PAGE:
Monday, November 8, 2010

Coloring Books Go Highbrow At Princeton Library

By Nancy Mattoon

PARAIN, Nathalie. Ribambelles [Paper Chains].
Paris: Flammarion, 1932.

(All Images Courtesy Of Cotsen Children's Library, Princeton University.)

A craft book for ages five to twelve with instructions for accordion-folding paper, and designs to trace and cut around. The paper chains are used to decorate table settings and other objects. Natalie Parain was one of the first Russian artists employed by Paul Faucher, and illustrated a dozen books in the Pere Castor series.

Children's literature in general doesn't get much respect from academia and university libraries. But the true "Rodney Dangerfield" of kid's books--even lower than the lowest of low-brow comic books--has got to be activity books. Coloring books, puzzle books, dot-to-dot books, and paper doll books are basically paper-bound Highlights magazines, minus Goofus and Gallant. Meant to be written in, cut up, and thrown away, they are probably the most inherently disposable books ever printed. But even these pedestrian tomes can become high art in the right hands, and Princeton University's Cotsen Children's Library has created an online exhibition of rare books to prove it.

Detail from rear cover of :
Je fais mes jouets avec des plantes
[I Make My Toys with Plants].

Paris: Flammarion, 1934.

Two examples of the use of the Pere Castor logo. Feodor Rojankovsky was well known as an illustrator of children's books and also as an erotic illustrator.

Title page vignette from: Le beau jeu des vitraux

[The Great Game of Stained Glass Windows].

Paris: Flammarion, 1934.

Wolff was a Jew who narrowly escaped the Holocaust, and later emigrated to the United States.

In 1931, French author and educator Paul Faucher (1898-1967) took on the pen name Pere Castor (Father Beaver) to write and produce a series of "albums" for children. The intention of the Albums Du Pere Castor was to stimulate a child's imagination and creativity. Craft projects featuring high quality artwork which enhanced hand eye-coordination were the hallmark of the series, published by Flammarion, the well-known producer of the Tintin books. Faucher believed that "creative play with highly stylized or abstract forms, colored paper, paste, and scissors" could promote self-expression, cooperation, and "communicate human values." The busy and industrious beaver, associated with the construction of dams and lodges, was chosen as the mascot of the series, and appeared in a wide variety of logos throughout the albums.

Panorama du fleuve [Panorama of a River].

Illustrated by Alexandra Exter.

Paris: Flammarion, c1937.

Alexandra Exter was an avant-garde painter and theatrical designer. The Panorama du fleuve–nearly six feet long when opened out– was published in English translation reformatted as a conventional picture book, instead of in the original accordion-folded strips with text on one side and illustrations on the other.

Panorama's First Double Page Spread.

Faucher chose the perfect moment to begin such an ambitious project. Paris was the refuge for a large number of avant-garde artists who had fled the Soviet Union when the government decreed that the only acceptable art style was Socialist Realism. Unwilling to restrict their work to pieces which faithfully educated "workers in the spirit of socialism," these progressive artists were forced to reestablish their careers in France. In order to create portfolios of published art, they worked cheap.Their need for quick visibility in the public eye meant Faucher could afford to employ artists of a much higher quality than would normally be willing to work on a series of children's activity books.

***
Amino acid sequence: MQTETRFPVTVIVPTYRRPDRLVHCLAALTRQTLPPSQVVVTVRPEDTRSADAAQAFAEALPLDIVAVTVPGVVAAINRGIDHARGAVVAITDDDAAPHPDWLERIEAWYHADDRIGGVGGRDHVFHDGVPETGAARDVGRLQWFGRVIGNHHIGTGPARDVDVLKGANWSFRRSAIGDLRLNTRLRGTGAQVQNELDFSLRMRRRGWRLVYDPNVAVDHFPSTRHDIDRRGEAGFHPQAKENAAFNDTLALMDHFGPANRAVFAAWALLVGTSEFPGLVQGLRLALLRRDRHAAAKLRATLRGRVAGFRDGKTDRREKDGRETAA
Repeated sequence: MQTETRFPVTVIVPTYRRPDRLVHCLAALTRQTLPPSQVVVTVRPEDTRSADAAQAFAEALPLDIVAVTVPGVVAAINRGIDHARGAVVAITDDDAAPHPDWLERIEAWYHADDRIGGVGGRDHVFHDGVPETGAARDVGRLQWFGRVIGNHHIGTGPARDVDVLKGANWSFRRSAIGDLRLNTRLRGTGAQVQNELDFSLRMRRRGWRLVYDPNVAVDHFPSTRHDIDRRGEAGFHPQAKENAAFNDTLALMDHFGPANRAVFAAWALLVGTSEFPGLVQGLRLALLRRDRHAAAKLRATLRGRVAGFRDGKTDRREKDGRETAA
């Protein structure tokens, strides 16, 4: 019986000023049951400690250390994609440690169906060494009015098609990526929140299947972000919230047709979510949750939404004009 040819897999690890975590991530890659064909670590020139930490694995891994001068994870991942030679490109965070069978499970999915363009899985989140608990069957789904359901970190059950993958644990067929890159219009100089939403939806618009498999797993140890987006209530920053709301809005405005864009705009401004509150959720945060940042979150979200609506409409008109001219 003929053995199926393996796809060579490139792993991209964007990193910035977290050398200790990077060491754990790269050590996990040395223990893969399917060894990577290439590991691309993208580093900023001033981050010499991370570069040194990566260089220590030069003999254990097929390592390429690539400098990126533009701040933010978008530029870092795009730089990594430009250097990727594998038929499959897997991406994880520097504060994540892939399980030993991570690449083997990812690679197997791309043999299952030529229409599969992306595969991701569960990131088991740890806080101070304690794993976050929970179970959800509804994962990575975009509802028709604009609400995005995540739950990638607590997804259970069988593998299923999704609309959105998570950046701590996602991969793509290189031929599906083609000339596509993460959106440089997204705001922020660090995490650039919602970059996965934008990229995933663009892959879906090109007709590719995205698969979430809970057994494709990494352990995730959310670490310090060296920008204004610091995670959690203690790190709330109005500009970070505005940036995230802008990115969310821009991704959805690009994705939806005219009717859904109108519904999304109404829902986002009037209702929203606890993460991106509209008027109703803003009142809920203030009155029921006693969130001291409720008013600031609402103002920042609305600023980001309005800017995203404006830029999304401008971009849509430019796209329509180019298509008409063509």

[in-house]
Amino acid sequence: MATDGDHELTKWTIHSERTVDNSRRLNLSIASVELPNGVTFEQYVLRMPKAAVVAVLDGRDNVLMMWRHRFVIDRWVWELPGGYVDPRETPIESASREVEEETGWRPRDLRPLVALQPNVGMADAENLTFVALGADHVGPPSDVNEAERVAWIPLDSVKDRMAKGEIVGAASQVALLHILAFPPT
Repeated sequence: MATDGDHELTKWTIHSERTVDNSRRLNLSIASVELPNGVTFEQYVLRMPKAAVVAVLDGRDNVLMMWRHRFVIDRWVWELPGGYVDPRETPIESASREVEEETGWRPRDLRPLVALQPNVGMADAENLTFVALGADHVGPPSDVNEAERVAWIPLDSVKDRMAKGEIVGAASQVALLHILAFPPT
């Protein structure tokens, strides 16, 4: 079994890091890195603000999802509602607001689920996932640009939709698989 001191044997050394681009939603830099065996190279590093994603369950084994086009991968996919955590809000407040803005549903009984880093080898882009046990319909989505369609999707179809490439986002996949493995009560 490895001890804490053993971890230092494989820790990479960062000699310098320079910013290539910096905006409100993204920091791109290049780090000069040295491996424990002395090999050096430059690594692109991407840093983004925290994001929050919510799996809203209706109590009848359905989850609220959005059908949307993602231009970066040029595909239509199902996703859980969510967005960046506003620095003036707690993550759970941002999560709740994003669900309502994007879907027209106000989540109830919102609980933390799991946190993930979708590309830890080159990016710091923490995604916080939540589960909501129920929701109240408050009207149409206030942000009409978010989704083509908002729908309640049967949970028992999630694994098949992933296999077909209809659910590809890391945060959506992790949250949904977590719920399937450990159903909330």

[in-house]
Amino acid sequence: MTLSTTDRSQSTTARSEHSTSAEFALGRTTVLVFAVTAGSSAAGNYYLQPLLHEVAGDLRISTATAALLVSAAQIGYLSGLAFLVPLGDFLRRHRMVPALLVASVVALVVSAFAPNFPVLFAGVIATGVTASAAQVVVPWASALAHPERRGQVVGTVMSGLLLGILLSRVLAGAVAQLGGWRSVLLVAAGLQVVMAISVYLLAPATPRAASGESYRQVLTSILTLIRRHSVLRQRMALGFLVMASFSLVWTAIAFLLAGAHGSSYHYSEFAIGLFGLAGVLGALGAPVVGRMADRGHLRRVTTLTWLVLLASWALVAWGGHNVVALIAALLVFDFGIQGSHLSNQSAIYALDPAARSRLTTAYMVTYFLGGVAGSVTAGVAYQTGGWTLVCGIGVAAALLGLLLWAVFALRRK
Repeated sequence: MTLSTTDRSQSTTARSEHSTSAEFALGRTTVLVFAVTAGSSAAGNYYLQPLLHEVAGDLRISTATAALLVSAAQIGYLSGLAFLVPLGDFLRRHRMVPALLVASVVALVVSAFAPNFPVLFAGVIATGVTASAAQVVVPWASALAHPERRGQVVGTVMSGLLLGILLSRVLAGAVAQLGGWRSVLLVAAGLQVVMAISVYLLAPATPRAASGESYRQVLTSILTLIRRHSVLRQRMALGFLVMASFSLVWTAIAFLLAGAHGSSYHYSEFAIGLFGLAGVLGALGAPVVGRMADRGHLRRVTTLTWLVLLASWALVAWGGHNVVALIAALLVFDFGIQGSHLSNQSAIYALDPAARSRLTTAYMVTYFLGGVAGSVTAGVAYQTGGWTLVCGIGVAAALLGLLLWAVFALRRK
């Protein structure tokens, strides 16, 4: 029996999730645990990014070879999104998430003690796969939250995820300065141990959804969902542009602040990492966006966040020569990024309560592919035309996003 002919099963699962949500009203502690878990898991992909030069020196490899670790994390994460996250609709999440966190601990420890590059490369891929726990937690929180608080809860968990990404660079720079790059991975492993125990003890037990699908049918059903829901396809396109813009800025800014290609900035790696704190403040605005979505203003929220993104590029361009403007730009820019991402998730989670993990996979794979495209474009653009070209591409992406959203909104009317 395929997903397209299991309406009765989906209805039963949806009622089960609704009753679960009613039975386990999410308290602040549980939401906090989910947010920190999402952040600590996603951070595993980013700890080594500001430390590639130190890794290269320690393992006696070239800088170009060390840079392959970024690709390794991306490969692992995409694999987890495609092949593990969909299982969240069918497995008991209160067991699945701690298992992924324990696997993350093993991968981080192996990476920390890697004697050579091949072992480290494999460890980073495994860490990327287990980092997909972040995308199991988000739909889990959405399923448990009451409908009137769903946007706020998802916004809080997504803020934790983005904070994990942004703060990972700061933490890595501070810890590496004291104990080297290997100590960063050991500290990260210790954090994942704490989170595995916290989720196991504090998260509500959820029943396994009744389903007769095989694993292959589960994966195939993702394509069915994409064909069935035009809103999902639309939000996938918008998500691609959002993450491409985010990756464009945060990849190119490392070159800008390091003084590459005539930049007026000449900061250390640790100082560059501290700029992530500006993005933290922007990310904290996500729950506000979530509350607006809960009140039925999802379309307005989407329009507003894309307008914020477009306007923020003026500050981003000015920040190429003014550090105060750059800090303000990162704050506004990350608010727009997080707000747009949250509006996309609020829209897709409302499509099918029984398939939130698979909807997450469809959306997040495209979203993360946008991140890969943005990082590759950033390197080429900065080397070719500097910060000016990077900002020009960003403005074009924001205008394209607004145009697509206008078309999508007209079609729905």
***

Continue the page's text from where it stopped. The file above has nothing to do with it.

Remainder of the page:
BELVES, Pierre.
Back cover of:
Les métiers en images lumineuses
[The Trades in Illuminated Pictures].

Paris: Flammarion, 1953.

The child is instructed to cut away the white space in the picture and fill in the cut-outs with pieces of colored paper. The completed picture can be pasted on a window to create the effect of stained glass. The back cover shows all the outlines colored in as samples. Pierre Belvès created seven "stained glass" books on different subjects for the Albums Du Pere Castor series.

The Outline Of "The Miner."

Faucher was a forward thinking educator, and the innovative Russian artists were a perfect match for his theories of l'Education Nouvelle. Faucher stressed that education must enhance the child's natural spirit of exploration and imagination, and that artistic and physical skills were as important as book learning. His perfect blend of sound education theory and magnificent artwork led to the Pere Castor series being recognized almost immediately as worthy of serious attention and study.

LEBLONDE, Victorine.
Animaux domestiques articulés: Découpage et montage sans collage.

[Articulated Domestic Animals: Cutting and Assembly Without Glue].
Paris: Flammarion, 1941.

The child cuts and folds paper pieces for assembly into 3D animals. The instructions are surrounded by a border of the completed figures. The paper cut-outs are stabilized with matchsticks, making this the perfect project for budding firebugs. (Young glue sniffers must look elsewhere...)

Pieces to create the chickens and the donkey.

But more importantly to Faucher, the albums were tremendously popular with kids. And because they were published as low cost pamphlets, they were affordable even for children whose parents couldn't buy them hardcover books. The result was that cheap, inherently ephemeral publications wound up being, according to the Cotsen exhibition,"some of the most striking and influential Modernist books for children of the last century." In their pristine state, untouched by the grubby little hands they were meant to entertain and educate, the Albums Du Pere Castor are also extremely rare.

No comments:

Post a Comment

Subscribe to BOOKTRYST by Email